Incomplete Preferences. The typical assumption in economics is that choices follow a preference relation that is complete, stable over time, and that satisfies various normative properties (e.g. Expected Utility). However, this assumption has been criticized both empirically and conceptually. Empirically, by documenting a large number of “biases” incompatible with these postulates (e.g. the Willingness to Pay/Accept gap, or Stochastic Choice). Conceptually, a large literature in economics and psychology has criticized the assumption that preferences are complete, arguing that instead often subjects may not know what they prefer and may need to use a heuristic to make a choice in this case. The projects in this area study incomplete preferences formally and introduce models of behavior in which subjects may need to “resolve” this incompleteness in some way, leading to some of the well-known biases documented empirically. We also introduce projects to experimentally test the presence of incomplete preferences and the implications of these models.
Neuroeconomics. The field of neuroeconomics aims to understand the neurological basis of economic choice. An understanding of the processes and constraints that underlie choice behavior may help in the design of future models. Our work in this area has focused on the mechanics of learning and belief formation, and specifically the role of the neurotransmitter dopamine, which has been of interest to neuroeconomists due to its apparent role in transmitting information about beliefs and preferences. It has been hypothesized that dopamine encodes `reward prediction error’, or the difference between the expected and realized rewards associated with an event. Much of our work has involved using theoretical techniques from economics to design experimental tests of the reward prediction hypothesis.
The Concept of Choice in Homelessness. The concept of “choice” in homelessness is often overlooked. We tend to think of homelessness as the inevitable result of broad social trends. Sometimes, this is the case. Large-scale economic depression does correlate strongly with increases in homelessness. But an analysis at this level can only tell us so much. Homelessness at the micro-scale is the result of hundreds of choices, often between options that are equally unappealing. As economic challenges grow, so does the difficulty of the decision-making, and the consequences of each choice.
Behavioral Economics for Social Policy. We use a behavioral economics lens to look at programs that serve poor and vulnerable people in the United States. Sponsored by the Office of Planning, Research and Evaluation of the Administration for Children and Families (ACF) within the U.S. Department of Health and Human Services, the BIAS project aims to learn how tools from behavioral economics can improve the well-being of individuals and families served by programs that ACF supports. Many human services programs require clients to make active decisions and follow a series of steps in order to reap a benefit — from deciding to apply, to completing forms, to arranging for child care. Program designers often assume that individuals will carefully consider options, make decisions that maximize their well-being, and diligently follow through. Behavioral economics, which combines insights from psychology and economics, may help explain why these assumptions are not always borne out.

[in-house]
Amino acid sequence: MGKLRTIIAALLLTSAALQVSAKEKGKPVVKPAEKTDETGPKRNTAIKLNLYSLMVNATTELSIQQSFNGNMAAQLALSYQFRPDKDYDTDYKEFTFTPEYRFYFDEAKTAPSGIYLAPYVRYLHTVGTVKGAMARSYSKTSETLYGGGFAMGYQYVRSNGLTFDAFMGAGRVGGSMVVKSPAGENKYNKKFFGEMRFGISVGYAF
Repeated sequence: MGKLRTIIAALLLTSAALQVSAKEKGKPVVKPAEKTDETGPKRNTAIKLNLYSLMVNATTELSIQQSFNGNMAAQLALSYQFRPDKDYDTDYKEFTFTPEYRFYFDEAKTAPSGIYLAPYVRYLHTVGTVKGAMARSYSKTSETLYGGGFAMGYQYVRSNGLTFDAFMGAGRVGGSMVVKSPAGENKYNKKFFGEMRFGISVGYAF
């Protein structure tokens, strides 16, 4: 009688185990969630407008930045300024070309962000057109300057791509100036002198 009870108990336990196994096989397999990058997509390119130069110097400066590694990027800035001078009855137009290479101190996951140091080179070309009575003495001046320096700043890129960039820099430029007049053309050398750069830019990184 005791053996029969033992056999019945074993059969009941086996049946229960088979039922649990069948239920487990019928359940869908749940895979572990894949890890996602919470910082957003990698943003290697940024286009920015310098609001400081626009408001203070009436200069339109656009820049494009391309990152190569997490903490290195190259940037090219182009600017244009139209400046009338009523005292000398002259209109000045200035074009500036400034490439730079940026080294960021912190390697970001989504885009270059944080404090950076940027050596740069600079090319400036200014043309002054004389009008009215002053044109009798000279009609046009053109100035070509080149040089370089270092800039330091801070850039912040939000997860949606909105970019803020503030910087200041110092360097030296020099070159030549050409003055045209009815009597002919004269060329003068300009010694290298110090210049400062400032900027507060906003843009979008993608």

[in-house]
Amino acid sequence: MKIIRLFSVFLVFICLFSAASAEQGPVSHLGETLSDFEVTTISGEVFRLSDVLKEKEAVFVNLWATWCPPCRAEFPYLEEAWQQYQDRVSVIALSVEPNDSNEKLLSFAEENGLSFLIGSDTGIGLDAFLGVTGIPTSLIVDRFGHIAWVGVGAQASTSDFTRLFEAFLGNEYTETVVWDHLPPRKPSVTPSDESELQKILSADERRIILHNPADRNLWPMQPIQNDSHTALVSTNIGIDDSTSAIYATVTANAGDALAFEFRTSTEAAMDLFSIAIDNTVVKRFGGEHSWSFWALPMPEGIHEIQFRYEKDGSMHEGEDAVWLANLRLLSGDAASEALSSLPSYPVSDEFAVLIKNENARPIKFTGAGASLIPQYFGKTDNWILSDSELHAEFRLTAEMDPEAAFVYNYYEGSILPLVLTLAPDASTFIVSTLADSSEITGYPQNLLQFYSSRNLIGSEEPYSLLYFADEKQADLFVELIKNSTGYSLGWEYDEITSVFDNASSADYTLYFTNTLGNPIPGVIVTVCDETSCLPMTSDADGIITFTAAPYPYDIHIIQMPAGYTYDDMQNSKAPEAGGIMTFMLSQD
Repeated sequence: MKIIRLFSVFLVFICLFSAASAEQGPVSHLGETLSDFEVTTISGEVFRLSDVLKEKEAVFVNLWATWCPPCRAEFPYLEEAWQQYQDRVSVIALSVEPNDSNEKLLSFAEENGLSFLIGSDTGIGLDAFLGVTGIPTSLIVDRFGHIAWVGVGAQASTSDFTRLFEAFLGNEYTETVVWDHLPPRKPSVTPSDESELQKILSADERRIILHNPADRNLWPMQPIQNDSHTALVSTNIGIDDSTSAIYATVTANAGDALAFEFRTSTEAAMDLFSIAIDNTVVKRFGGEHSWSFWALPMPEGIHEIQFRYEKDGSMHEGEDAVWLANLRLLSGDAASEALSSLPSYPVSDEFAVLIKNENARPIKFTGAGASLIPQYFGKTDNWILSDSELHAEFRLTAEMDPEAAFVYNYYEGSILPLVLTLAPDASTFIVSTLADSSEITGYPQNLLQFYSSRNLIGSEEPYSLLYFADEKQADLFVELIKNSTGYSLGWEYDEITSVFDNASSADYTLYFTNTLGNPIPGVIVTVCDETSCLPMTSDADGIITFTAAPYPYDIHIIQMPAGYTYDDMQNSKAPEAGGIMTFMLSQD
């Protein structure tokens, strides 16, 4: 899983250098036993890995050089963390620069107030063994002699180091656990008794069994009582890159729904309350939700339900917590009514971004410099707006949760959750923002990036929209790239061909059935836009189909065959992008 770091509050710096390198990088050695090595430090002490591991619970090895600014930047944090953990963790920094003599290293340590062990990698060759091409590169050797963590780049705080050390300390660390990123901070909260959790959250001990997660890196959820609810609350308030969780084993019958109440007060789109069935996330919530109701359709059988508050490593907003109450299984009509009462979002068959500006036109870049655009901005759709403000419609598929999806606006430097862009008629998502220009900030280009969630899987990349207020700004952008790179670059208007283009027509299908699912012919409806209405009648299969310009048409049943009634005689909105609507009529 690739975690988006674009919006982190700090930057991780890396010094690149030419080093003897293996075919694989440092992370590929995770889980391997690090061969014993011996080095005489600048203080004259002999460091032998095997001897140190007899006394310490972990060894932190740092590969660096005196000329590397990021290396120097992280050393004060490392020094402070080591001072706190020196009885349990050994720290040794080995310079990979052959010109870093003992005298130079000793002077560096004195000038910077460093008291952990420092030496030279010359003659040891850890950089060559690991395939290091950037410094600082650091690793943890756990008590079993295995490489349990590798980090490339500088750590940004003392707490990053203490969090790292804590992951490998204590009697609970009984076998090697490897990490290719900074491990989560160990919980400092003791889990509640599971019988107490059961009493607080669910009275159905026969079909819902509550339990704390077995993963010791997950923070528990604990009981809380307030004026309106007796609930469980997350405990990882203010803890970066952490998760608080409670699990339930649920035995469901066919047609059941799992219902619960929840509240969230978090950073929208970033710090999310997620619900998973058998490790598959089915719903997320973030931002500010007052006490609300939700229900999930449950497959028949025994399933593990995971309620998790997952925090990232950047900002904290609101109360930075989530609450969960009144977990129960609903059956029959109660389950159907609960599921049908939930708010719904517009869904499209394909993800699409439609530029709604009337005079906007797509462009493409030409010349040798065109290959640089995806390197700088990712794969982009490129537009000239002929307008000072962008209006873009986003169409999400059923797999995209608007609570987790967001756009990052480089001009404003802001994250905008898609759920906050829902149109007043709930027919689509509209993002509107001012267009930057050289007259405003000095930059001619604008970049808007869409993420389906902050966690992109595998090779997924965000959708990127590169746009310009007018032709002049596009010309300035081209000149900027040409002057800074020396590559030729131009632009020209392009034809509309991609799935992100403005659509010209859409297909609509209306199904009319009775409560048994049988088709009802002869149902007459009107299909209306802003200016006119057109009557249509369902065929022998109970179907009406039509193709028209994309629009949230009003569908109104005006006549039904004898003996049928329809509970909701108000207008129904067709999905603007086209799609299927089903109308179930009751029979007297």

Behavioral Patterns of the Poor Standard theorizing about poverty falls into two camps. Social scientists regard the behaviors of the economically disadvantaged either as calculated adaptations to prevailing circumstances or as emanating from a unique “culture of poverty,” rife with deviant values. The first camp presumes that people are highly rational, that they hold coherent and justified beliefs and pursue their goals effectively, without mistakes, and with no need for help. The second camp attributes to the poor a variety of psychological and attitudinal short-fallings that render their views often misguided and their choices fallible, leaving them in need of paternalistic guidance. There might be an alternative view. The behavioral patterns of the poor, we argue, maybe neither perfectly calculating nor especially deviant. Rather, the poor may exhibit the same basic weaknesses and biases as do people from other walks of life, except that in poverty, with its narrow margins for error, the same behaviors often manifest themselves in more pronounced ways and can lead to worse outcomes.
Equity, Inclusion, and Diversity. We use insights from behavioral science to promote organizational health, in particular, as it relates to equality, diversity, and inclusion. Getting and staying healthy includes preventing undesirable events from happening, detecting issues when they arise and mitigating against the consequences as they occur. To promote healthy behaviors, organizations typically rely on “soft” instruments such as awareness-raising and appeals through training programs and information sharing, or “hard” instruments such as command-and-control through rules, carrots, and sticks. We believe that behavioral design or “nudges” offer a middle ground to establish healthy behaviors, often more powerful than awareness-raising and less costly than shoves. In working with organizations across the sectors, we will design nudges promoting desired behaviors regarding effective talent management, and organizational design that levels the playing field for all and inclusive culture.